The poster hung above my bedroom dresser, a painting lifelike in its details but abstract in concept, the head and shoulders of Kareem Abdul-Jabbar leaning to the left as he tossed a hook shot against a backdrop of a cloud-spotted sky.

In retrospect, my wall was covered with athletes doing what defined them. Magic Johnson smiling; James Worthy soaring for a dunk, the ball held straight above his head like the Statue of Liberty's torch; Michael Jordan in the original Air Jordan poster, captured mid-flight, his arms and legs spread wide in a pose that became the logo worn on millions of high-tops. Kareem with his skyhook.

The greatest of the great don't just have a style. They have a signature, an indelible stamp that signifies exactly who they are.

It can be an article of clothing, such as Abraham Lincoln's stovepipe hat or Tiger Woods' red Sunday shirts. It can be a familiar instrument like B.B. King's guitar, Lucille. It can be as simple as a single word: Marv Albert's "Yes!"

In order to make something so simple seem so distinctive it has to be done over and over again, through solitary repetition and on stage when everyone's watching. I've seen that rhythmic skyhook so many times it's burned in my head like an image left on a computer screen too long. His left leg is straight, the right knee comes up, the left arm extends out, the right arm rises up with the ball and finally the wrist flicks to add the backspin, the seams rotating as the ball arcs to the hoop and drops through the net.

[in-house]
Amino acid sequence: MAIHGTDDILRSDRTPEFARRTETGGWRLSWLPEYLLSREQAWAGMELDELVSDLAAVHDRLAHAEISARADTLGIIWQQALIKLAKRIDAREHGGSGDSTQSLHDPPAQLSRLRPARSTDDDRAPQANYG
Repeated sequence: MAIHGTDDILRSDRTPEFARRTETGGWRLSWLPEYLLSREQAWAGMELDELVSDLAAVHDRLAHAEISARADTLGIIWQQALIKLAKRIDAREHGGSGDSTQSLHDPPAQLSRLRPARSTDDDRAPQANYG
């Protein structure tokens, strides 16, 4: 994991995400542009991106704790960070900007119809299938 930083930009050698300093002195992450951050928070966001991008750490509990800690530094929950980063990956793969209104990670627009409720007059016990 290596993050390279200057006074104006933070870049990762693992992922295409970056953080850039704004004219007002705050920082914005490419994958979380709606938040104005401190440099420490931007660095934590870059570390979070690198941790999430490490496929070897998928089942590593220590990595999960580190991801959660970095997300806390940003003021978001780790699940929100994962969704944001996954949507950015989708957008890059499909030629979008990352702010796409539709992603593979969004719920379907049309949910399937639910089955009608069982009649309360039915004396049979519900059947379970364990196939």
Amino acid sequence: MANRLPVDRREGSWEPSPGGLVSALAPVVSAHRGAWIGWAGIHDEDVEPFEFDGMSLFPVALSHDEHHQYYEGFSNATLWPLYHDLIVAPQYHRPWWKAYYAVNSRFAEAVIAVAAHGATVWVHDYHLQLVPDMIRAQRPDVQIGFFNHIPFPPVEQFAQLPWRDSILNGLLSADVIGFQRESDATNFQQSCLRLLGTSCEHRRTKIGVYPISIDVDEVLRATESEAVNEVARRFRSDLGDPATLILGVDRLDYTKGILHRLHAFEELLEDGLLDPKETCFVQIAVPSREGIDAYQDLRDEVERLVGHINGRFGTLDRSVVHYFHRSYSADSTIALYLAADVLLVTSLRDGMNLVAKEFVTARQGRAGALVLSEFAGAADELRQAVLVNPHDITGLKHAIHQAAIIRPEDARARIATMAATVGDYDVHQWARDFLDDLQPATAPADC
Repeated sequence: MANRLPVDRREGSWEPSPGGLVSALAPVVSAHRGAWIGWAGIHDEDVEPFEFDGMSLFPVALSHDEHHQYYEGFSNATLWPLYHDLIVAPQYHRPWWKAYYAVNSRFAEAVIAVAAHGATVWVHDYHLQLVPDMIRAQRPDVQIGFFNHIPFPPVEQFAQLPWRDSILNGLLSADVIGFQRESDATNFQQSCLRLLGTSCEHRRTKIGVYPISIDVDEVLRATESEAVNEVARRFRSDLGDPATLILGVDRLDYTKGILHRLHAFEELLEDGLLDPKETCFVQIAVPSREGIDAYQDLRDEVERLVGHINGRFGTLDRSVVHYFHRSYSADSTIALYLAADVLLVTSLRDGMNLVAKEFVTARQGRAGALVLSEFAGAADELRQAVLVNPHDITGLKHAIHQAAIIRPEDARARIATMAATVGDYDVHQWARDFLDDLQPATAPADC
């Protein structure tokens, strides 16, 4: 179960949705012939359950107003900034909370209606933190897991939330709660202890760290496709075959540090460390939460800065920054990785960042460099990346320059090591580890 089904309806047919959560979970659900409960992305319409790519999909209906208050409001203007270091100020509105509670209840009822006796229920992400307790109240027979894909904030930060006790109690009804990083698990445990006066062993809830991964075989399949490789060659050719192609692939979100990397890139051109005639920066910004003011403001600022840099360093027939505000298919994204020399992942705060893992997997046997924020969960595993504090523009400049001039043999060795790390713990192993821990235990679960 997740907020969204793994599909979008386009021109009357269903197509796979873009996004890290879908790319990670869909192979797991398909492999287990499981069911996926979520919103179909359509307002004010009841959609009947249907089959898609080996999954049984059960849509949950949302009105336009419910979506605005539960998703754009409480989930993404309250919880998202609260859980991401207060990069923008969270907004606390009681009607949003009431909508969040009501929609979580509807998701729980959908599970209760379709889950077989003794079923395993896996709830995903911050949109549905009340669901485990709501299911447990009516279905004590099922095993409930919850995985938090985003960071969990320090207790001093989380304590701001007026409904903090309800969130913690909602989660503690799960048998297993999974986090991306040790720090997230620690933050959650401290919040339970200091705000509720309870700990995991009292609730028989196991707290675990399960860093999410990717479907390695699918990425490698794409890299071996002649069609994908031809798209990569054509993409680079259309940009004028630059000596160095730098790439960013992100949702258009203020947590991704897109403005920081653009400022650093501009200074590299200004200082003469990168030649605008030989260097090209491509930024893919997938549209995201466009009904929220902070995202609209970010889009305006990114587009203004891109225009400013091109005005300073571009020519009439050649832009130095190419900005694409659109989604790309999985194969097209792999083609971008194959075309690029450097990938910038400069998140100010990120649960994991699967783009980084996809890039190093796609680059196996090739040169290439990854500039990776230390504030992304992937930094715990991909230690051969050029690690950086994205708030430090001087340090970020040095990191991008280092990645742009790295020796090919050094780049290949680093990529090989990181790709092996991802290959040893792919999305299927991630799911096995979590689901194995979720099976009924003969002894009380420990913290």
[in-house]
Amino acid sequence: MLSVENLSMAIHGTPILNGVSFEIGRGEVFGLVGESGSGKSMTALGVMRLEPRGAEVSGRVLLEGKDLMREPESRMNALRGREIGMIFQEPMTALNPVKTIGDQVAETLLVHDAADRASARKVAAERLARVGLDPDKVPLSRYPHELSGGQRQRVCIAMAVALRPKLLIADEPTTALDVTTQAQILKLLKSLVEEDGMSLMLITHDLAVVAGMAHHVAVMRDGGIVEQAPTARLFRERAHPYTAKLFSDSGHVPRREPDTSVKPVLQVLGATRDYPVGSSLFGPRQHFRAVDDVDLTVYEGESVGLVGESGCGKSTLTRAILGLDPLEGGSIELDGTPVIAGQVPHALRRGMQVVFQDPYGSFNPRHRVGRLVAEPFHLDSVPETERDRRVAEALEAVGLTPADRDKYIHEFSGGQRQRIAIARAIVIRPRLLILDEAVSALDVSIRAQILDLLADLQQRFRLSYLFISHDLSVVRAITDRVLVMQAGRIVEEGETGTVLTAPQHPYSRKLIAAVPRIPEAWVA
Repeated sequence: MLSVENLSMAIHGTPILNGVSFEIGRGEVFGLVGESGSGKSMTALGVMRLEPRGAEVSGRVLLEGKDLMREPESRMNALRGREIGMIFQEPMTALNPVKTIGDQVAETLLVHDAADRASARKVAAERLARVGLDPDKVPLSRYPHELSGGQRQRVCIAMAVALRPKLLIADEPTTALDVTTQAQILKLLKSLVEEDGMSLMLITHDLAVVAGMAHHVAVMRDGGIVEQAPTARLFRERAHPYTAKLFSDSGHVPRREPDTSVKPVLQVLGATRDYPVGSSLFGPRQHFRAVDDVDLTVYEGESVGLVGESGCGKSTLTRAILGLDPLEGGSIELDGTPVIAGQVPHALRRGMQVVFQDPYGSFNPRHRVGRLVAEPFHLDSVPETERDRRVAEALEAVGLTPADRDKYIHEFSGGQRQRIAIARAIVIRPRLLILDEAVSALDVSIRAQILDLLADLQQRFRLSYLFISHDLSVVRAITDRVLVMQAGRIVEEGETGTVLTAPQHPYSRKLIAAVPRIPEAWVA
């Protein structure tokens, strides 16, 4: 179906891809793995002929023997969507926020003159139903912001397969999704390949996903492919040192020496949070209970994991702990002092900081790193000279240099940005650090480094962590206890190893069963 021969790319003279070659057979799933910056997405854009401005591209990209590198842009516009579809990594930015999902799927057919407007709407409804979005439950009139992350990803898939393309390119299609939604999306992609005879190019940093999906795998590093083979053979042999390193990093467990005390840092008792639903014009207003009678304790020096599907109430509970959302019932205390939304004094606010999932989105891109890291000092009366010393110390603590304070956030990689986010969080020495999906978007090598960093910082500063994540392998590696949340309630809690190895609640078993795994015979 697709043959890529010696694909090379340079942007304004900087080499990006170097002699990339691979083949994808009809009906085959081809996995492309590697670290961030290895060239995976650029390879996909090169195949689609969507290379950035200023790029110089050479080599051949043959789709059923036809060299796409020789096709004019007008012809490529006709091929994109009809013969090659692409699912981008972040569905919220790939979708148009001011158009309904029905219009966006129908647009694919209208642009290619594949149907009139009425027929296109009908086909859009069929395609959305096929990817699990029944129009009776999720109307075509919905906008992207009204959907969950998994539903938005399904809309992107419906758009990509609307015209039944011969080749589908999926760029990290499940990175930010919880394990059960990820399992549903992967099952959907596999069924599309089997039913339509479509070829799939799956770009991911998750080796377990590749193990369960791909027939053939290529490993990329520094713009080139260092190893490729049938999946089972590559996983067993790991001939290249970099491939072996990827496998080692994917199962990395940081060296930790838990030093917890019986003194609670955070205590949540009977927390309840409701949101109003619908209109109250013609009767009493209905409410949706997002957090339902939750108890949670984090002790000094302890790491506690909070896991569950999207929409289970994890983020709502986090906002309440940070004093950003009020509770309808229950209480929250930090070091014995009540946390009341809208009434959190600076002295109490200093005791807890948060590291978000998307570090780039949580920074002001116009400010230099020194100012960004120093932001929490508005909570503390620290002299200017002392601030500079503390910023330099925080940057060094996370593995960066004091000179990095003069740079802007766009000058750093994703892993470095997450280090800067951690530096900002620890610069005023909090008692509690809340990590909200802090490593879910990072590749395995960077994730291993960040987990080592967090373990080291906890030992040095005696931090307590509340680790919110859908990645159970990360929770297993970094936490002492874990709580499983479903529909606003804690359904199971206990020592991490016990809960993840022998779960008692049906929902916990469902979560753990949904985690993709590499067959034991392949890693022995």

It's not that Abdul-Jabbar created the skyhook. But sometimes it's better to perfect things than do them first. Liza Minnelli had the first crack at "New York, New York," but Frank Sinatra's version is the one you mostly hear played at Yankees and Knicks games. In basketball, where talent eventually overrides everything else, victory belongs to the appropriators more than the innovators.

You probably never heard of Dean Berry. He was a reserve guard for the Georgetown Hoyas who played only 50 minutes in the 1995-96 season. But in practices he taught Allen Iverson the crossover dribble move that Iverson used so effectively in the NBA.

We can thank George Mikan and Cliff Hagan for the origins of Abdul-Jabbar's hook shot. Abdul-Jabbar doesn't have memories of watching Mikan, the Minneapolis Laker who was the NBA's first dominant big man. But he did use the drill that was named for him and consisted of shooting a hook shot from the right side with the right hand, then a hook from the left side with the left hand and repeating while slowly moving further away from the basket. Abdul-Jabbar did see Hagan use the hook shot as a player for the St. Louis Hawks, a reminder that the hook could be used effectively at all levels of the game.

The greatest encouragement for Abdul-Jabbar to keep working on the hook was when he started playing in fifth grade and usually found himself going against kids who were older, just as tall and more physically developed than him.

"It was the only shot I could shoot that didn't get smashed back in my face," Abdul-Jabbar said. "So I learned to rely on it early, and it was always something that I could get off, even in traffic."

As he practiced in the gyms and playgrounds of New York City, he extended his shooting range. The NCAA banned the dunk when Abdul-Jabbar was at UCLA, so he used the hook to set scoring records and win 88 of his 90 collegiate varsity games.

Milwaukee Bucks announcer Eddie Doucette gave the shot its heavenly name during Abdul-Jabbar's early pro years with the Milwaukee Bucks, and it stuck as he moved on to Los Angeles and kept relying on the hook shot as the primary weapon for his assault on Wilt Chamberlain's all-time NBA scoring record. Whenever the Showtime Lakers couldn't get out on the fast break, Magic Johnson would simply hold up a fist, indicating it was time to get the ball to Kareem. In retrospect, it really wasn't fair to go from one of the best fast breaks ever unleashed on the NBA to a Plan B that consisted of the single most effective shot in the history of the sport. It was like following up Larry Holmes' jab with Mike Tyson's uppercut.